Humanitarian needs exist when human beings are experiencing a low quality of life, or risk experiencing this, and need help in achieving a better life. Formulated differently, humanitarian needs concern how misery and suffering in the population can be remedied.
In the introduction, the report presents some main drivers and trends that can contribute to explaining humanitarian needs in Norway. The most important demographic trends are the strong inflow of immigrants during the last decades, an increase in the number of elderly persons and that the share of the population that is single and living alone have increased. Among the social and economic trends, we find increased economic inequality and a stronger emphasis on education and qualifications in working life. The corona pandemic that started in the first months of 2020 has also affected humanitarian needs in Norway and forms an important backdrop to all analyses in the report. For example, the corona measures led to a strong increase in registered unemployment in the beginning of the pandemic, before unemployment stabilized on a lower level.
The report investigates six forms of misery and suffering, partly based on the work of the American sociologist Ronald Anderson: low survival (premature death), poverty and physical hardship, physical suffering, psychological issues and suffering, interpersonal suffering, such as loneliness and violence, and social suffering, like unemployment and discrimination. The forms are presented in separate chapters, based on available statistics for Norway, and data from the Quality of Life survey 2021. Additionally, two chapters discuss the situation for groups that are not, or only to a limited degree, covered by surveys on living conditions and quality of life done in Statistics Norway. These comprise children and young people, and different minority groups and others who do not participate in surveys, some because they live in institutions (e.g. prisons, nursing homes).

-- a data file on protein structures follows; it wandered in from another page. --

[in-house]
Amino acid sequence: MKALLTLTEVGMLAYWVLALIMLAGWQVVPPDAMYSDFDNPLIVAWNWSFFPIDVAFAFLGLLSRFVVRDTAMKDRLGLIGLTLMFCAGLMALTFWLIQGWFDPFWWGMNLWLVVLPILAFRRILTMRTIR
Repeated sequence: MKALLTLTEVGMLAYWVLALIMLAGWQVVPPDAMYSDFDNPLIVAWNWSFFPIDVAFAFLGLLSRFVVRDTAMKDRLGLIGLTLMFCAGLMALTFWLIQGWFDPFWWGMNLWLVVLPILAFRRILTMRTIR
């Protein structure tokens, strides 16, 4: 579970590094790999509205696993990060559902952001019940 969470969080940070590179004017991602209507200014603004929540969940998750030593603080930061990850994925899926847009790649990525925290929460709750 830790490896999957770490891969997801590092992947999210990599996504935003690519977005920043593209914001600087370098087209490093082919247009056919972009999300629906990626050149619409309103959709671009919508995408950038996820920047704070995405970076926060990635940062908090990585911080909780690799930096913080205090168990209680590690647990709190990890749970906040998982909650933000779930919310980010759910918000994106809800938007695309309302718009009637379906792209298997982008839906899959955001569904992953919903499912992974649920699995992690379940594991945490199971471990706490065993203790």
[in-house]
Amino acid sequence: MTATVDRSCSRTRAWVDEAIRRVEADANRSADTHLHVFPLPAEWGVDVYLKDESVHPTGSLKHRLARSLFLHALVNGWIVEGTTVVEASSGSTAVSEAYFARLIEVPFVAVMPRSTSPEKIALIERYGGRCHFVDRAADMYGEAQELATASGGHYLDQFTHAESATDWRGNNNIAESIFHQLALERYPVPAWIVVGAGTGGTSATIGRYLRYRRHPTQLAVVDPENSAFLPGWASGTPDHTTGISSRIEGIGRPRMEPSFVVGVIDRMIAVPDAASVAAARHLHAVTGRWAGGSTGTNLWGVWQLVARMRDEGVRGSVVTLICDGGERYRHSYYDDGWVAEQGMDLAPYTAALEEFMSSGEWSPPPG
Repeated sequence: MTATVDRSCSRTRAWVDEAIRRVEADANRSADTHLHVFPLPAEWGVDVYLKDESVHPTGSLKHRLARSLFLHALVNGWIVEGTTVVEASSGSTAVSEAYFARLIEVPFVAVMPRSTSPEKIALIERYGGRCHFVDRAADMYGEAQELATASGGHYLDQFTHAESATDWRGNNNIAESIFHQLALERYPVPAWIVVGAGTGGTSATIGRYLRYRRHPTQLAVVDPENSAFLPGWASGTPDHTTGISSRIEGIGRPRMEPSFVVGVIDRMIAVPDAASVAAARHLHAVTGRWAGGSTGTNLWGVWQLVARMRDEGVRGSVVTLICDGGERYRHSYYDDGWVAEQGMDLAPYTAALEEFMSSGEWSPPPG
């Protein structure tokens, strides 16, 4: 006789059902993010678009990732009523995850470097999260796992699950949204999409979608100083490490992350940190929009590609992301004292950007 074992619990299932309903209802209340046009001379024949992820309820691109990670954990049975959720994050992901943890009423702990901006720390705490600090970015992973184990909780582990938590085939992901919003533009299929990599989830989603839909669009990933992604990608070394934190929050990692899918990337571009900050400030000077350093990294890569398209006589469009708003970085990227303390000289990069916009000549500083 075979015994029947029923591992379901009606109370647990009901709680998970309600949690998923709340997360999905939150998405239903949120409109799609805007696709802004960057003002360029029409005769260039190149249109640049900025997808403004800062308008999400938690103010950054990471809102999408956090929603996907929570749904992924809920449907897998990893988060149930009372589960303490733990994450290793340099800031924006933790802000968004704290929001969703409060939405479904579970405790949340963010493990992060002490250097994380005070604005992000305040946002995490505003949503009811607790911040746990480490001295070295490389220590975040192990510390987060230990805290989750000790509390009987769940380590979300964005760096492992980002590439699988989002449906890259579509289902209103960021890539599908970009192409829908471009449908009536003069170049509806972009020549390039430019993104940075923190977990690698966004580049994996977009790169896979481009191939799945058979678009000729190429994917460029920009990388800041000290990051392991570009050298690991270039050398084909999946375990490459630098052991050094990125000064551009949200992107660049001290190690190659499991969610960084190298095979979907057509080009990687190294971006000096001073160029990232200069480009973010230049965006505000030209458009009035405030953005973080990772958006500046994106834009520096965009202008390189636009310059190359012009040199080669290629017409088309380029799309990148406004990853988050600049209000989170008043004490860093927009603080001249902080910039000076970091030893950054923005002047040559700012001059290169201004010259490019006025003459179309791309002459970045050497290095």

The report gives an overview of the groups with the strongest humanitarian needs, those that are particularly vulnerable, based on the discussion in the empirical chapters. A separate chapter discusses a possible set of criteria for deciding which groups should be prioritized. The following ten groups are chosen: Persons with serious alcohol and drug addiction problems, children exposed to abuse, violence, bullying or care failure, asylum seekers and irregular immigrants, elderly with dementia, persons with serious mental disorders, social assistance recipients, families with children living in poverty, inmates in prisons, sexual minorities and gender minorities, and finally persons with impaired health and poor economy.
The final chapter of the report summarizes the trends since the last report, published in 2017, and the consequences of the corona pandemic for humanitarian needs in Norway. Developments have been mixed. In some areas, changes have been small or nonexistent, e.g. poverty has in general not increased in Norway during the pandemic. The most pronounced negative changes are found for mental health and various interpersonal problems, particularly concerning the extent of loneliness in society. The pandemic has amplified existing social and economic inequalities. As an example, low income groups have been sick more often than others due to covid infections, and they have had a higher risk of becoming temporarily laid off or losing their job because of the infection control measures. Children and the young have also been particularly affected. The corona pandemic seems to have strengthened the long term trend of young people experiencing a decrease in their quality of life, compared to the middle aged and the elderly. Young women aged 18-24, report to a particularly high degree that the corona pandemic has had negative consequences for their mental health. That some public service offerings have, periodically, been reduced during the pandemic, have been unfortunate for several of the most vulnerable groups, including drug addicts, persons with dementia and residents in nursing homes.